“Very good medical information regarding injuries and symptoms related to strangulation. Never knew about that stuff.”

Sexual Assault: The Patrol Response

“This was the best web-based course I've taken from POST. This course actually held my interest, was very informative in how to sensitively deal with 261 victims and nicely handled the evidentiary collection processes.”

“Great course...actually believed I was interviewing victims. Very real.”

Gangs: PC 186.22 for Patrol

“Excellent Course. Much more familiar with 186 PC now. More confident in establishing gang involvement.”

“Very informative course. I liked the realistic features and using real gangs. Real life scenarios and I liked the question answer format with real slang and verbiage. Thank you!”

Questions about the “Gangs: PC 186.22 for Patrol,” “Domestic Violence: It’s Your Call,” or “Sexual Assault: The Patrol Response” may be directed to Senior Instructional Designer Catherine Bacon, Learning Technology Resource Bureau, at (916) 227-4546.


Revised versions of the POST Entry-Level Law Enforcement Test Battery (PELLETB) and Dispatcher Selection Test Battery security agreements have recently been completed and mailed out to all user agencies.

For additional information about the revised security agreements, contact:

Questions about the revised security agreement may be directed to Personnel Selection Consultant II Tammura Brown, Standards, Evaluation, and Research Bureau, at (916) 227-2810.


At the January Consortium meeting attended by the leadership of California’s Basic Academies, the Basic Training Bureau hosted a presentation designed to help agencies and academy presenters in their endeavor to assist future law enforcement officers as they enter a career where they will face tremendous adversity, difficult working conditions, and bear witness to many of society’s worst tragedies.

The presenters were Staff Sergeant Emmett Spraktes of the California National Guard, who also recently retired as a California Highway Patrol Officer; Victoria Newman, an author who has conducted extensive research on the importance of strong family support for law enforcement officers; and Dr. Todd Langus, a psychologist who also served as a California law enforcement officer.

The speakers discussed how, even though today’s new law enforcement officers are exceptionally proficient in investigative techniques, tactical operations, and enjoy the best training in history, they often internalize their stress and emotion out of necessity after experiencing traumatic events in the field. Although law enforcement is a profession built on honor and respect, with the prevalence of exposure to daily stressful events, the profession has not been immune to alcoholism, substance abuse, failed relationships, and even suicide. The speakers encouraged academy leaders and law enforcement agencies to revisit policies and informal department culture that tend to stigmatize (albeit unintentionally) officers who seek emotional support after traumatic events, and to change the paradigm to encourage and praise officers who have the foresight, maturity, and courage to seek such assistance.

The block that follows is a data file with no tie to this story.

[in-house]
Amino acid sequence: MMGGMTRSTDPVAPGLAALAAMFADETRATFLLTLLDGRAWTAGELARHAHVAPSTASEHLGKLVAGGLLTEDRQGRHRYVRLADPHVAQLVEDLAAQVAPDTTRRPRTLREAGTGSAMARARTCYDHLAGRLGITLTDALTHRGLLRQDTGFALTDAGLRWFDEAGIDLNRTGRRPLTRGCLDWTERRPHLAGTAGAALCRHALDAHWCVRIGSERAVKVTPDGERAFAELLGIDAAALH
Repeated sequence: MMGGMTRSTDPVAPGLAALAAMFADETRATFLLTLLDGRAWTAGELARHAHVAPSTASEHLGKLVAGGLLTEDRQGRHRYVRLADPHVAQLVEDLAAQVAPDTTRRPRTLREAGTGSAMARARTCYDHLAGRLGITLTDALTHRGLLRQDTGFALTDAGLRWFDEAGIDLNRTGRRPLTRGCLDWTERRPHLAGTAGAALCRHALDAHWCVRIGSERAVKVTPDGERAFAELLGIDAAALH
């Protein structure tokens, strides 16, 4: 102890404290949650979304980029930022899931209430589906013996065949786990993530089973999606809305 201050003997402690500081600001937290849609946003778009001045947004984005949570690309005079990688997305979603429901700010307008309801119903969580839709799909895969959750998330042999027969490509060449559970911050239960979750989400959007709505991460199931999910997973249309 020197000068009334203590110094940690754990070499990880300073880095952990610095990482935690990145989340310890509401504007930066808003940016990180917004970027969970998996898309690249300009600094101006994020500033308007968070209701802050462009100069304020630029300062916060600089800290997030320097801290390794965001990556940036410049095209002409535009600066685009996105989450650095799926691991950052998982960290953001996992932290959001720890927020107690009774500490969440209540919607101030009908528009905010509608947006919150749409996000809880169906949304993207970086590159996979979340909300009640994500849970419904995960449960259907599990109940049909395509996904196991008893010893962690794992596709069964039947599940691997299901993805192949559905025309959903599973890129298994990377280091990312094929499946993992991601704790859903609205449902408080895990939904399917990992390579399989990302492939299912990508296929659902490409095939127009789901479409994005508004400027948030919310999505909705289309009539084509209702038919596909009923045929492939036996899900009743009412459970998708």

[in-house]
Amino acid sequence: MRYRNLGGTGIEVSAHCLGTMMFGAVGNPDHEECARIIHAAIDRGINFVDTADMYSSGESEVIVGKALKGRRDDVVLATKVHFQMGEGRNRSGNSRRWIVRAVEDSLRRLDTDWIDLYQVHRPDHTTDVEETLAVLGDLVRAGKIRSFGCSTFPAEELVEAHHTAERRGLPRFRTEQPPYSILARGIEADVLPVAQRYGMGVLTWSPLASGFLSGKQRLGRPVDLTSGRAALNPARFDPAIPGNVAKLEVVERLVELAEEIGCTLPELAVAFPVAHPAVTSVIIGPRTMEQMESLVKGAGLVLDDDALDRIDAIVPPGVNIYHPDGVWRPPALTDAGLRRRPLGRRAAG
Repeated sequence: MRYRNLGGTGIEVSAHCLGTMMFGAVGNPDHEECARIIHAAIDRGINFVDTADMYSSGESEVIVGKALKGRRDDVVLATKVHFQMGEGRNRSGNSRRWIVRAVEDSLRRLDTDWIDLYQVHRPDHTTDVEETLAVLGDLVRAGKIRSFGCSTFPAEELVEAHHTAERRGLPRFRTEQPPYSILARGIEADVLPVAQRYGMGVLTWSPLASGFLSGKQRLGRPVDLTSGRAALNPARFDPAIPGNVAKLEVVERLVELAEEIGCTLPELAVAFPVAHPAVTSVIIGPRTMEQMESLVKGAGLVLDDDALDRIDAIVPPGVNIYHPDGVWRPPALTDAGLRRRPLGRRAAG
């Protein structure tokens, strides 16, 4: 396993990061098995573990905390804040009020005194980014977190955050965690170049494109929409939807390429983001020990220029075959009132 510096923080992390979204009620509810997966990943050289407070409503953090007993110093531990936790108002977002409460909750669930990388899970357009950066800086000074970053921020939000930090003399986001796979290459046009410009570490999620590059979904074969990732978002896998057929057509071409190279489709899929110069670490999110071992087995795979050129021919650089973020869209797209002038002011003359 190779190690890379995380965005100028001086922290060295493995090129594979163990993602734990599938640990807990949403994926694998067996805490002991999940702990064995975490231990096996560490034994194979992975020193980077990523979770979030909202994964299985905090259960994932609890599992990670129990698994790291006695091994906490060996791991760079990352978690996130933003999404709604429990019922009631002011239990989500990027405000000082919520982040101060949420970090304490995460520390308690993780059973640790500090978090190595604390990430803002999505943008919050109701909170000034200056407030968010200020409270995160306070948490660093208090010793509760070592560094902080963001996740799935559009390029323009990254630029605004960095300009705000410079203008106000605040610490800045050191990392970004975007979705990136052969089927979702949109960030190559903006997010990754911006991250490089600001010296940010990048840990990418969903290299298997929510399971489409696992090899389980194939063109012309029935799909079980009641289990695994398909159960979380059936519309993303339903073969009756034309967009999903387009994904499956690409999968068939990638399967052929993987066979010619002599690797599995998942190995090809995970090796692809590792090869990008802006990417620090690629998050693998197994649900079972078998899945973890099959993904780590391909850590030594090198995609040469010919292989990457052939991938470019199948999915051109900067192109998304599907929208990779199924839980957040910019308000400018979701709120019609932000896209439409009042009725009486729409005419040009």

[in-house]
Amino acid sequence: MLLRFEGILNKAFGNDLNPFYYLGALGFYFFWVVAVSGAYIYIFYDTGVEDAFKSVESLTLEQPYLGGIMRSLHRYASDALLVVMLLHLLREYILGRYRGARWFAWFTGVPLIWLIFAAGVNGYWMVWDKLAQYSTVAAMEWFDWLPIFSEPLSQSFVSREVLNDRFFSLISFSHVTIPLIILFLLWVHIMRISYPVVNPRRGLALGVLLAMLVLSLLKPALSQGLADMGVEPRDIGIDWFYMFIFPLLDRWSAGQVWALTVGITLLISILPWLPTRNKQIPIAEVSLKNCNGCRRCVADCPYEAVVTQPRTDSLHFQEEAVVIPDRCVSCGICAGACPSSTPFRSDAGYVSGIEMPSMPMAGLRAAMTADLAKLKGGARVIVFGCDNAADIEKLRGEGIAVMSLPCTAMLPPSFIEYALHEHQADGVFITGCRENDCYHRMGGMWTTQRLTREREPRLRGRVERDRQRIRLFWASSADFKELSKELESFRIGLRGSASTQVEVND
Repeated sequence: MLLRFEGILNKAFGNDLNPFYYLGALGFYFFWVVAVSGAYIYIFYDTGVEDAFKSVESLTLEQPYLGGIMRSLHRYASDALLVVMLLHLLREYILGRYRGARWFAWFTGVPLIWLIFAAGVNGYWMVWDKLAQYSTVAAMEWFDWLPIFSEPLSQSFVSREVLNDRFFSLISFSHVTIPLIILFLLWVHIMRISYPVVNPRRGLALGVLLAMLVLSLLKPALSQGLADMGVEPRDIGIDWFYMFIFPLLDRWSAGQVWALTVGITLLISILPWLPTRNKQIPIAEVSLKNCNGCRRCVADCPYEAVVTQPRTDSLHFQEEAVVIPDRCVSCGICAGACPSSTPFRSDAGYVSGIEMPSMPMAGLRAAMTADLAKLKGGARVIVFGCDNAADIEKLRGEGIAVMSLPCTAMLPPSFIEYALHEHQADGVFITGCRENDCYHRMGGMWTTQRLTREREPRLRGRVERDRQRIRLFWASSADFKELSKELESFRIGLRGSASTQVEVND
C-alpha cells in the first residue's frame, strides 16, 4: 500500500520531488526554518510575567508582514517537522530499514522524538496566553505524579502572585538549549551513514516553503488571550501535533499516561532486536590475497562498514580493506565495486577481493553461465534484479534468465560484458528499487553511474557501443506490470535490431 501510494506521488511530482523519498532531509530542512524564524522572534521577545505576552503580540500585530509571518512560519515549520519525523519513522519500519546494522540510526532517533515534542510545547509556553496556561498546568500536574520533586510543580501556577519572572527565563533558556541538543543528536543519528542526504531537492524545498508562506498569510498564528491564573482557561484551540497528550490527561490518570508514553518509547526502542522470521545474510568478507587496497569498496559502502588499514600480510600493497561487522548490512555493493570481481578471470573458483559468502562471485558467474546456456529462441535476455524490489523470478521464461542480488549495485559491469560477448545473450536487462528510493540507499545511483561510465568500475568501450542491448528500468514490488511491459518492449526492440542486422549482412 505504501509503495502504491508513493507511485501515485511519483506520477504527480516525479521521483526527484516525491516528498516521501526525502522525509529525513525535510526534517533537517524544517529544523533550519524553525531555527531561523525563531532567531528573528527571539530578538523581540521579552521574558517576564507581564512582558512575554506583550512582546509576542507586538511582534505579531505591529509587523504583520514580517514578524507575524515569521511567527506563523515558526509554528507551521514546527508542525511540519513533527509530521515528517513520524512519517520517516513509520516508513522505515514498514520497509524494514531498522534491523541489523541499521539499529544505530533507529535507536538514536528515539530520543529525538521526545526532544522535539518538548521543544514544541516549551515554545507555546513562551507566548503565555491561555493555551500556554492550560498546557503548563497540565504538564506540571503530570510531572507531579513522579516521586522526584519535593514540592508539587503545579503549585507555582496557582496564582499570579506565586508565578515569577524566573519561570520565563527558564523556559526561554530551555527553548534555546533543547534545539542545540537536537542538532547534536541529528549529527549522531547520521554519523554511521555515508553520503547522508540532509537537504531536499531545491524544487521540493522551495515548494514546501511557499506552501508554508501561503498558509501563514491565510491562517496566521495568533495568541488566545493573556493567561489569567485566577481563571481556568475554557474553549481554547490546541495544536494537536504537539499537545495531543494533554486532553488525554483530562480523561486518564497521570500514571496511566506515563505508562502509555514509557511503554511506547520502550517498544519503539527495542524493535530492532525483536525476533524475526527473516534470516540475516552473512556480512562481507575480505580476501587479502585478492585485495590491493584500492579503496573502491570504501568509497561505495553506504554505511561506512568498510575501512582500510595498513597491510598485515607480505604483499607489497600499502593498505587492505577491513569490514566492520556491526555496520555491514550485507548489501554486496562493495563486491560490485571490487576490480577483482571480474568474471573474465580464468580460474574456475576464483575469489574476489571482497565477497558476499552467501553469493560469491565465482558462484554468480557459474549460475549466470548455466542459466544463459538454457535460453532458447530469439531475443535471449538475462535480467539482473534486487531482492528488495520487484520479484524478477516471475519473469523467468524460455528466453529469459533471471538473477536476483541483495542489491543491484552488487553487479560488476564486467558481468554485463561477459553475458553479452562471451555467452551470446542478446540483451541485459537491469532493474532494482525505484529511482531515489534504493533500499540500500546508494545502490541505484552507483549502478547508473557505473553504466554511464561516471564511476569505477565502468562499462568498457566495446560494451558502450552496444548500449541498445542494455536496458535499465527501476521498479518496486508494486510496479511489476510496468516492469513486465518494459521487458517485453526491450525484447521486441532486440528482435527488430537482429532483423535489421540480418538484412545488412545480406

The consensus among the presenters is that the law enforcement community can and should do a better job of supporting the men and women who protect our communities. The Basic Training Bureau encourages academies to incorporate information into their courses to educate tomorrow’s law enforcement officers regarding healthy and productive measures they can take to survive on the streets, both physically and emotionally.

Basic Training Bureau will use this presentation to encourage further discussion and training about this contemporary issue.

Questions about the POST Basic Training Bureau should be directed to Senior Consultant Bob Ziglar, Basic Training Bureau, at (916) 227-4259; or Senior Consultant Scott Loggins, Basic Training Bureau, at (916) 227-3467.


The POST Instructor Development Institute (IDI) contracts with Napa Valley College (NVC) Criminal Justice Training Center and the San Diego Regional Training Center (SDRTC) for the presentation of the four levels of instructor training courses. NVC hosts the basic course (level 1) and intermediate course (level 2). SDRTC hosts the advanced course (level 3) and master course (level 4). NVC is also responsible for coordinating training for Public Safety Dispatchers.

In January, Napa Valley College coordinated an “all instructors-all levels” workshop. Break out sessions at this workshop provided training and the ability to compare notes and ensure that all four levels are collaboratively and cohesively delivering professional instructor development training.

Questions about NVC workshop may be directed to Bureau Chief Anne Brewer, Training Program Services Bureau, at (916) 227-2820.

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The Administrative Progress Report is a monthly status report that informs POST Commissioners and the California law enforcement community of recent progress on POST projects and instructional programs under development, and other information of importance to our mission to continually enhance the professionalism of California law enforcement.